All in Teacher Learner

Plan for Mentor Text Warm-Ups

After reading Linda Reif’s The Quickwrite Handbook: 100 Mentor Texts to Jumpstart Your Students’ Thinking and Writing this summer, I knew I wanted to incorporate more mentor text work into my classroom this year. This was my ONE thing that I wanted to add that would change up a major system as to how I taught students writing. I also read other texts over the summer that supporting this mindset. It was clear to me: I want my students to call themselves authors.

Classroom Tour: 2018-2019 School Year

After a much-needed break from blogging and working on Writing Mindset, I am so ready to be back and sharing my classroom with the world. Below you will see a sneak peek of my classroom-all setup and ready to go. Before you check out the different areas of my classroom, I wanted to share some of the thinking behind the setup. 

Summer School Round Up: Week 2

Week two flew by without even slowing down to catch a drink of water. It was tough this week to balance wanting to do the things that summer allows like landscaping, working on an assortment of house projects, leisurely drinking coffee, and writing. I was having some jealousy over those that got to have the time off. My goal was to make it to the beach at least three times. Let's just say my fingers are crossed. 

Summer School Round Up: Week 1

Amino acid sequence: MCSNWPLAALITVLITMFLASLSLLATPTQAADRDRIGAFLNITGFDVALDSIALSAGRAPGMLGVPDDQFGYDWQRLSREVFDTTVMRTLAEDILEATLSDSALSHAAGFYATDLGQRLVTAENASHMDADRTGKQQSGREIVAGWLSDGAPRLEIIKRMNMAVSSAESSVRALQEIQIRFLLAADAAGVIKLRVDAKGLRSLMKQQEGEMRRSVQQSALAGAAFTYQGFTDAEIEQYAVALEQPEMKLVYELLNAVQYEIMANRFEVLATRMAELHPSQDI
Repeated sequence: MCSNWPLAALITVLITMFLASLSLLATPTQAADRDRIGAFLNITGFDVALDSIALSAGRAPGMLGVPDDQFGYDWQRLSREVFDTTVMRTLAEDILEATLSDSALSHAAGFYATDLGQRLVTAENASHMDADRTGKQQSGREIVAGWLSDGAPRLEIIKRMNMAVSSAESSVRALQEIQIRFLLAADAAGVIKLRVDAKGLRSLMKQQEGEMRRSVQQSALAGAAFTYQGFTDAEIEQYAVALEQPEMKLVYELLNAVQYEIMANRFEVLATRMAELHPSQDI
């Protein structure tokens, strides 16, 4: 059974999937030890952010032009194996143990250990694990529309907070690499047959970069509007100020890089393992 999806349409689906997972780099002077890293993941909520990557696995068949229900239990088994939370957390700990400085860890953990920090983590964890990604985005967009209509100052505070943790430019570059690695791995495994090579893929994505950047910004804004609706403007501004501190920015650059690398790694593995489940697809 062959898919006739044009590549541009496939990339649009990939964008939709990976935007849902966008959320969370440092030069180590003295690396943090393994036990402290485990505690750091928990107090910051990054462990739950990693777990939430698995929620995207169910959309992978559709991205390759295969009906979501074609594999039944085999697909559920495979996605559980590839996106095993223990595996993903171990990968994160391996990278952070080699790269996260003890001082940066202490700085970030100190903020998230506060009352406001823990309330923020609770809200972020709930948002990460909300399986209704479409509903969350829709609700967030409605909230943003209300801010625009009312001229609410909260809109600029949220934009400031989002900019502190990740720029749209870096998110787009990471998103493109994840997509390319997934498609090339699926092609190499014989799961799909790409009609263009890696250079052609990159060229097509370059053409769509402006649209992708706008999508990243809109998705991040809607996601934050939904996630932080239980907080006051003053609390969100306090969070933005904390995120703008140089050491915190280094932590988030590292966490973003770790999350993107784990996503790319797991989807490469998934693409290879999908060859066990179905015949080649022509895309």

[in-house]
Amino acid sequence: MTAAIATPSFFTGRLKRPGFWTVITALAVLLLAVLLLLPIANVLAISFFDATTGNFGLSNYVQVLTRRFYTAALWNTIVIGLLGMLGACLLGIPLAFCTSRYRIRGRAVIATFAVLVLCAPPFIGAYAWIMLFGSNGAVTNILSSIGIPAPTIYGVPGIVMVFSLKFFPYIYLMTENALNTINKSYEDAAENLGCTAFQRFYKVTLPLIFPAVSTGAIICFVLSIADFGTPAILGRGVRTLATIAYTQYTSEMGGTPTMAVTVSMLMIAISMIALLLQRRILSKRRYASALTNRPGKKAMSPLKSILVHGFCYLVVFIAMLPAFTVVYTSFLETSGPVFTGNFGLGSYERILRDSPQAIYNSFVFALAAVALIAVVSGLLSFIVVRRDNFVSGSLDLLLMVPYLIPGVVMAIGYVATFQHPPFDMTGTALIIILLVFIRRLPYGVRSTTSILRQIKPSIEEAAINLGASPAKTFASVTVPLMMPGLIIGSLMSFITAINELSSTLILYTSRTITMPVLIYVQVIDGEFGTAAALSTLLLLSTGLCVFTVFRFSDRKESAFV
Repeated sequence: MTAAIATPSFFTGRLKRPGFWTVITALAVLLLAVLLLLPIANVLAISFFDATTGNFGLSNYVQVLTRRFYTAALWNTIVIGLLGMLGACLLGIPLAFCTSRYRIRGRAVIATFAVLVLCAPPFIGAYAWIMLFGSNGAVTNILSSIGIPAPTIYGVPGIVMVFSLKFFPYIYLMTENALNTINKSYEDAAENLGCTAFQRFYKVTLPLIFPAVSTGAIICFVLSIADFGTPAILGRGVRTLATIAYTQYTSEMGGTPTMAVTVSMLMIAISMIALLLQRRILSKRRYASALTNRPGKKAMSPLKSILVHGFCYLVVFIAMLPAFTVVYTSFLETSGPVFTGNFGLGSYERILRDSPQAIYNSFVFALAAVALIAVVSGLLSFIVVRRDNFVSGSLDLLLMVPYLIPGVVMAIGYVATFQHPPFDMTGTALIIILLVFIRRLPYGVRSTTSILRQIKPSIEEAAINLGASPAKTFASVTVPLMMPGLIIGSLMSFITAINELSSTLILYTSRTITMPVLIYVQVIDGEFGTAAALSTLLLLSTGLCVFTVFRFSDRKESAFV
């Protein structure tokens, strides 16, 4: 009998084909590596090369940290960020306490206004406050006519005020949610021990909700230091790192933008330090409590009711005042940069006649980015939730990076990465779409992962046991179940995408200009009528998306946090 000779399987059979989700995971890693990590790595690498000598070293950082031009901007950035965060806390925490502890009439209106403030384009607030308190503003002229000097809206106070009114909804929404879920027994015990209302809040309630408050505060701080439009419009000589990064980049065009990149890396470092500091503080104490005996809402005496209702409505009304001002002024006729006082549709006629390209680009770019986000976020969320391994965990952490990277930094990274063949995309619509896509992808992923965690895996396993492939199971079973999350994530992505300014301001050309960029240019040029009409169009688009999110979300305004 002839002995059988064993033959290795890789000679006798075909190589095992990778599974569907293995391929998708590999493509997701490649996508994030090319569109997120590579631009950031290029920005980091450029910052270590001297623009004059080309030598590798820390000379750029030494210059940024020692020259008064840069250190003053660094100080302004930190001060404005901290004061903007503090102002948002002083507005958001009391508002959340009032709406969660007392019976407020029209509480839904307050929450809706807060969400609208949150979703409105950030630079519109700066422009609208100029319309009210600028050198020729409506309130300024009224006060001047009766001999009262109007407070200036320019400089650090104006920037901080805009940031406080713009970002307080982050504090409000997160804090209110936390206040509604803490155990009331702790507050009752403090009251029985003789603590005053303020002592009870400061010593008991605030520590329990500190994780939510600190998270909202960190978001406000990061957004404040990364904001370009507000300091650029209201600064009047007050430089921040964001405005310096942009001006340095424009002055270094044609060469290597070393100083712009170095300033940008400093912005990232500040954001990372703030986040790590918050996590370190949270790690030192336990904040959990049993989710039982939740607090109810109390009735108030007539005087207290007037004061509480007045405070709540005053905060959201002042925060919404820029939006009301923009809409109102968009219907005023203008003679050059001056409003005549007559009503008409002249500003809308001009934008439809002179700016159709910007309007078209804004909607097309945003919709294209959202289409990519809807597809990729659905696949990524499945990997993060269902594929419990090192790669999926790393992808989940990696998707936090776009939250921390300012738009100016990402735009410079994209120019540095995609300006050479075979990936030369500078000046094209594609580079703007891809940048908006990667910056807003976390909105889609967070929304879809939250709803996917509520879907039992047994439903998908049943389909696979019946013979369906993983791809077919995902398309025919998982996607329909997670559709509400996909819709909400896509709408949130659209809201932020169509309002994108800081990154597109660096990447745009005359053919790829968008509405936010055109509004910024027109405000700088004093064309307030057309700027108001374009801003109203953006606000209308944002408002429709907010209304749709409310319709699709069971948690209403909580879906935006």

I can't believe the whirlwind of the first week of summer school is over. There always seems like there are two camps in education: Those that can see why people work summer school and those that think we are crazy. The former camp has been refreshing to return to after working writing camps at the university for the past few summers. And really, teaching is teaching. Isn't it? That depends on who you are talking to. I wonder sometimes if why we all often get into teaching is something we feel renewed with on a day-to-day basis. Do I have to remind myself, what is my why for teaching? Yes. And often. 

10 Criteria for Choosing Diverse Texts for Your Classroom

Can you hear me clapping? Can you hear me screaming in happiness? If you can't, imagine one excited English teacher from Kalamazoo, MI that is proud and excited her district is approving thousands of dollars in research to help infuse the curriculums and classrooms in it with diverse literature in grades Kindergarten through 8th grade. Currently, I am working on a team of teachers to read, research, and review hundreds of diverse texts. 

How to Do an Essay Workshop for Struggling Writers

I would like to take a second to pause out of all of the hustle and bustle of testing and the end of the month of May to realize that it is really, the end of the month of May. I have spent 9 months with my students. Thinking back about accomplishments, it is easy to see how far they have come. Then, I do what all teachers do, and I focus on what they don't know. My missteps, my come-up-shorts, my "yes, you tried, but you didn't quite make it" mentality. This is the ugly stepsister of make-up or catch-up growth: Realizing you still have a long way to go.

The Best of Writing Mindset in 2017